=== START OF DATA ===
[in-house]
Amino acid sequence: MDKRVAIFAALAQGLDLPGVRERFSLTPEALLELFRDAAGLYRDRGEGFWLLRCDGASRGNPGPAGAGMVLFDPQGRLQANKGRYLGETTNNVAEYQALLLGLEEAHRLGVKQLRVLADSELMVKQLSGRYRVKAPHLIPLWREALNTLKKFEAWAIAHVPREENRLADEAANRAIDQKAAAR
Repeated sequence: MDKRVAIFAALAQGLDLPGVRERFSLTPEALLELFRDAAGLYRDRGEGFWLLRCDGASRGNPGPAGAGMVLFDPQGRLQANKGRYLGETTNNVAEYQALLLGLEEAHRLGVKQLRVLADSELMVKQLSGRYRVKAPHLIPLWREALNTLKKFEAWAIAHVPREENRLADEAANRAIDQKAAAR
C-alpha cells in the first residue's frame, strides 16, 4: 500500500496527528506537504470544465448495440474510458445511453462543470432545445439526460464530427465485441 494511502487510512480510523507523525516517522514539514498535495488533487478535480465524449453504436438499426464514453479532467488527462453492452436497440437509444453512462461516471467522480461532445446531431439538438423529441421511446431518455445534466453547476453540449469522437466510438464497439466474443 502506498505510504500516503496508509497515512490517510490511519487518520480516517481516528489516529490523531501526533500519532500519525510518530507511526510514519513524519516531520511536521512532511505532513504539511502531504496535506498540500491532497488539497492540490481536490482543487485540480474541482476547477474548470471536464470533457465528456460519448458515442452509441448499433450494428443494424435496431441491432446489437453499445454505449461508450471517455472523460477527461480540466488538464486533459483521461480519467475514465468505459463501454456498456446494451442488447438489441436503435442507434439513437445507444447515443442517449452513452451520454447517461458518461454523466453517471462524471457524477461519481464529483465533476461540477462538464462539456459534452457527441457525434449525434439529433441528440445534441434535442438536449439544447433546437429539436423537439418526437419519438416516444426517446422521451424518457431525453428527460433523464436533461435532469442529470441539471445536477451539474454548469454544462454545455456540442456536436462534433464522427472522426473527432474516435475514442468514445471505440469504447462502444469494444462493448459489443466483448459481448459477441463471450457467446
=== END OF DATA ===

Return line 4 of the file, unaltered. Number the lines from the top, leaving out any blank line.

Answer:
C-alpha cells in the first residue's frame, strides 16, 4: 500500500496527528506537504470544465448495440474510458445511453462543470432545445439526460464530427465485441 494511502487510512480510523507523525516517522514539514498535495488533487478535480465524449453504436438499426464514453479532467488527462453492452436497440437509444453512462461516471467522480461532445446531431439538438423529441421511446431518455445534466453547476453540449469522437466510438464497439466474443 502506498505510504500516503496508509497515512490517510490511519487518520480516517481516528489516529490523531501526533500519532500519525510518530507511526510514519513524519516531520511536521512532511505532513504539511502531504496535506498540500491532497488539497492540490481536490482543487485540480474541482476547477474548470471536464470533457465528456460519448458515442452509441448499433450494428443494424435496431441491432446489437453499445454505449461508450471517455472523460477527461480540466488538464486533459483521461480519467475514465468505459463501454456498456446494451442488447438489441436503435442507434439513437445507444447515443442517449452513452451520454447517461458518461454523466453517471462524471457524477461519481464529483465533476461540477462538464462539456459534452457527441457525434449525434439529433441528440445534441434535442438536449439544447433546437429539436423537439418526437419519438416516444426517446422521451424518457431525453428527460433523464436533461435532469442529470441539471445536477451539474454548469454544462454545455456540442456536436462534433464522427472522426473527432474516435475514442468514445471505440469504447462502444469494444462493448459489443466483448459481448459477441463471450457467446